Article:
December 6, 2021

TenKate set for promotion to CFD deputy chief

Colin Spencer/staff reporter

A man walks a dog in front Cortland Fire Department’s Court Street station in this March 2020 Cortland Standard file photo.

The City of Cortland Fire Department will swear in Capt. Michael TenKate as deputy chief on Wednesday after serving the department for almost 20 years.

As deputy chief, TenKate said he wants to work toward better community engagement and encourage the department to do its best, he said.

“I have mixed feelings — I am certainly a little bit overwhelmed with the amount of responsibilities I have and when I look back at the people that have held this position in the past, all of them have been mentors to me,” TenKate said. “Adding my name to that list is very humbling.”

Working as chief at the Virgil Fire Department from 2009 to 2013 has prepared TenKate for the administrative responsibility, as has his position as director of the code enforcement department, said Fire Chief Wayne Friedman.

“Having that background and ability to deal with the budget and the purchasing and the networking he’s developed among other departments in the city will help him in this position,” Friedman said. “He’s not afraid to try something and sometimes you need that in an organization.”

The selection process was stricter than usual in selecting a deputy chief, Friedman said. It included an oral interview, a written assessment, emergency operation scenarios and administrative scenarios, components that ordinarily are not included in the selection.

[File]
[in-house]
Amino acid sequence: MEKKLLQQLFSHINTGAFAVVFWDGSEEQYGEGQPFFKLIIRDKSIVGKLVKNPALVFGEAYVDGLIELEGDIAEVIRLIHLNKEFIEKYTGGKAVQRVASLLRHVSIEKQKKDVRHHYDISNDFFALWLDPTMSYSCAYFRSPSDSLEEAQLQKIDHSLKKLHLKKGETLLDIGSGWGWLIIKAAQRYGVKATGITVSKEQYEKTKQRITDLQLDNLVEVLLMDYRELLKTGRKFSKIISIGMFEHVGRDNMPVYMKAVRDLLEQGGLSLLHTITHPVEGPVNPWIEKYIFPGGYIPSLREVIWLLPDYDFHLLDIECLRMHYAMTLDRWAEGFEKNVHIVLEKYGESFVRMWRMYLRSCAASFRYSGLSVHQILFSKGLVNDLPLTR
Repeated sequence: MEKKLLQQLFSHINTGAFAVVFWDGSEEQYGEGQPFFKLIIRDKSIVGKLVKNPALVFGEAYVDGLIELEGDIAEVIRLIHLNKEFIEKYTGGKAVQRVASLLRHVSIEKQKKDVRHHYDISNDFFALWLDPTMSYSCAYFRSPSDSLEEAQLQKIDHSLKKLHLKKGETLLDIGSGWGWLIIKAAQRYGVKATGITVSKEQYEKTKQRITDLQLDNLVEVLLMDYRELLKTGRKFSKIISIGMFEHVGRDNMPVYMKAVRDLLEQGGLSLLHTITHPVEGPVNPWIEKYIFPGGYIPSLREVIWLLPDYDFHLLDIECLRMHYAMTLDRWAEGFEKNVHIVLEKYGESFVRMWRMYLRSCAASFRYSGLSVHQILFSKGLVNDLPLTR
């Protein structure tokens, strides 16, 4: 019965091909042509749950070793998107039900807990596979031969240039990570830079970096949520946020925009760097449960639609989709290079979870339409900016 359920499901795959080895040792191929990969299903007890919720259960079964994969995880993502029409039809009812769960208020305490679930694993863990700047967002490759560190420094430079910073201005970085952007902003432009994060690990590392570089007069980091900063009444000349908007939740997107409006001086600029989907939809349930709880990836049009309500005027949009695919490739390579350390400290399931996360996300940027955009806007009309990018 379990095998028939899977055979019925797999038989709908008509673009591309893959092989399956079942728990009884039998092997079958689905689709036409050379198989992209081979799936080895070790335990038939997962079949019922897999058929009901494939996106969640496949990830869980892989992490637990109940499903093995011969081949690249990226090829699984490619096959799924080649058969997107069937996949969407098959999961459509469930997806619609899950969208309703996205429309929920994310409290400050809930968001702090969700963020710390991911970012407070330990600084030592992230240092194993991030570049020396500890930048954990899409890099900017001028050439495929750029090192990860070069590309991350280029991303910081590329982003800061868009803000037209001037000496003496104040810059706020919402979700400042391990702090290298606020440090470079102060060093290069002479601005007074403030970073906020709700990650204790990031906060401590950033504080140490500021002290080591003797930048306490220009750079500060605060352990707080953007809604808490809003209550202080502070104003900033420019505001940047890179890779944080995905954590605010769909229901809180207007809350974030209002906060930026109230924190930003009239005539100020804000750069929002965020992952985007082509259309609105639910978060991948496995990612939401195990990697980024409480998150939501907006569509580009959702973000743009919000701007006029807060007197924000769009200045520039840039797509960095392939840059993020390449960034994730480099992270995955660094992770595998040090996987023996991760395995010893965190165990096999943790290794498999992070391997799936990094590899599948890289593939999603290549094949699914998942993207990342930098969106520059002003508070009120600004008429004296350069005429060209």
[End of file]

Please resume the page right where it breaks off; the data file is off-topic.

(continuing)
Through his time with the City of Cortland Fire Department, TenKate was influential in developing the hazardous materials team, special operations training, water rescue training and confined space training, Friedman said.

TenKate said parents, grandfathers and great-grandfathers were involved in both fire service and law enforcement, TenKate said.

“It was always what I wanted to do,” TenKate said. “I really thought I wanted to be a police officer and maybe I would volunteer as a firefighter only, but then I did an internship as part of that (policing) and I just realized that law enforcement wasn’t for me and then I was focused on being a firefighter.”

TenKate joined the Freeville Fire Department when he turned 18 and was hired in the City of Cortland in 2001, TenKate said. He is still an active volunteer in Virgil.

“I like that it’s different every day and I never know what the day is going to bring but I also feel it’s an honor to help people in their time of need,” TenKate said. “There is a tremendous amount of job satisfaction to help people when they need help.”